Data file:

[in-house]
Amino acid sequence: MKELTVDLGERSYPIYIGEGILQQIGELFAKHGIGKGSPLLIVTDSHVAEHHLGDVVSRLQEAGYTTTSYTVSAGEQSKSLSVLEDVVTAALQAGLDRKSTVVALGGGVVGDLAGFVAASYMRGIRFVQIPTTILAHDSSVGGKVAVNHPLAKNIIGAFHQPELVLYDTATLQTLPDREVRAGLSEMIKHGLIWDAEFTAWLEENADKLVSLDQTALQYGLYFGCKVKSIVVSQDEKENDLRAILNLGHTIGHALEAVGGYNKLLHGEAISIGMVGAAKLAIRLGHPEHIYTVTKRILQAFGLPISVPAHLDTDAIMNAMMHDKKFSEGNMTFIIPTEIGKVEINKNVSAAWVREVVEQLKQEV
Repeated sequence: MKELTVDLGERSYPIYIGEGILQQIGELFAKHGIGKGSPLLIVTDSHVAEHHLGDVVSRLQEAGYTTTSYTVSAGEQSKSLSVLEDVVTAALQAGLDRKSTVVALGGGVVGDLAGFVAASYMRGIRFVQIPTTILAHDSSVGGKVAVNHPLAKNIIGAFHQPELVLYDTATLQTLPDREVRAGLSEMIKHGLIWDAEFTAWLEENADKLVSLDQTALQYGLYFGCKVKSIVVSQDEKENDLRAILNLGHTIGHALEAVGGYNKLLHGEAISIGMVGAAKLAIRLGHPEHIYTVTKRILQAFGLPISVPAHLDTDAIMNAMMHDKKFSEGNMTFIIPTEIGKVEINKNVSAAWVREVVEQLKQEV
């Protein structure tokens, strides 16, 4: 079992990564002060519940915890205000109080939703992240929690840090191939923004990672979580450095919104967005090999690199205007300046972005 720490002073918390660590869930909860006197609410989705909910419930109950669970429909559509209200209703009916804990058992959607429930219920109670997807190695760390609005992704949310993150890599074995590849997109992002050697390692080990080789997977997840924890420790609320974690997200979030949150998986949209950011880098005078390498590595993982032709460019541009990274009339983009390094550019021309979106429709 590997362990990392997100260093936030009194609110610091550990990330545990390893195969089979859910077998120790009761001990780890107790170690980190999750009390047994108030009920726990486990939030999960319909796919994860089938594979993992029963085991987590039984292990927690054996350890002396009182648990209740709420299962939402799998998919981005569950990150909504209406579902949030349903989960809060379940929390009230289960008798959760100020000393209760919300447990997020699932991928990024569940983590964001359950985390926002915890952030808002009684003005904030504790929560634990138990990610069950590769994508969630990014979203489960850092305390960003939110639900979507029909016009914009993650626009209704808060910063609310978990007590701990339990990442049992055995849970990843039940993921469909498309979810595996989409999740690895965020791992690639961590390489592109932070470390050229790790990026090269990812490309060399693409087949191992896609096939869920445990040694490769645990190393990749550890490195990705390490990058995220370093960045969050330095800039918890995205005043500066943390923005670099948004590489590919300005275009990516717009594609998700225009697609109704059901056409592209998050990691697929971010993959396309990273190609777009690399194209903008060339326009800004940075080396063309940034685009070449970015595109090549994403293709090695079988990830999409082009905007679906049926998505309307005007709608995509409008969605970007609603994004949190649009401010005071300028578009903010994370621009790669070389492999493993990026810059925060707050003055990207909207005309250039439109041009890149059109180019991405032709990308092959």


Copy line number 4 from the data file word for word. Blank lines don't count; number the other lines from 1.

């Protein structure tokens, strides 16, 4: 079992990564002060519940915890205000109080939703992240929690840090191939923004990672979580450095919104967005090999690199205007300046972005 720490002073918390660590869930909860006197609410989705909910419930109950669970429909559509209200209703009916804990058992959607429930219920109670997807190695760390609005992704949310993150890599074995590849997109992002050697390692080990080789997977997840924890420790609320974690997200979030949150998986949209950011880098005078390498590595993982032709460019541009990274009339983009390094550019021309979106429709 590997362990990392997100260093936030009194609110610091550990990330545990390893195969089979859910077998120790009761001990780890107790170690980190999750009390047994108030009920726990486990939030999960319909796919994860089938594979993992029963085991987590039984292990927690054996350890002396009182648990209740709420299962939402799998998919981005569950990150909504209406579902949030349903989960809060379940929390009230289960008798959760100020000393209760919300447990997020699932991928990024569940983590964001359950985390926002915890952030808002009684003005904030504790929560634990138990990610069950590769994508969630990014979203489960850092305390960003939110639900979507029909016009914009993650626009209704808060910063609310978990007590701990339990990442049992055995849970990843039940993921469909498309979810595996989409999740690895965020791992690639961590390489592109932070470390050229790790990026090269990812490309060399693409087949191992896609096939869920445990040694490769645990190393990749550890490195990705390490990058995220370093960045969050330095800039918890995205005043500066943390923005670099948004590489590919300005275009990516717009594609998700225009697609109704059901056409592209998050990691697929971010993959396309990273190609777009690399194209903008060339326009800004940075080396063309940034685009070449970015595109090549994403293709090695079988990830999409082009905007679906049926998505309307005007709608995509409008969605970007609603994004949190649009401010005071300028578009903010994370621009790669070389492999493993990026810059925060707050003055990207909207005309250039439109041009890149059109180019991405032709990308092959």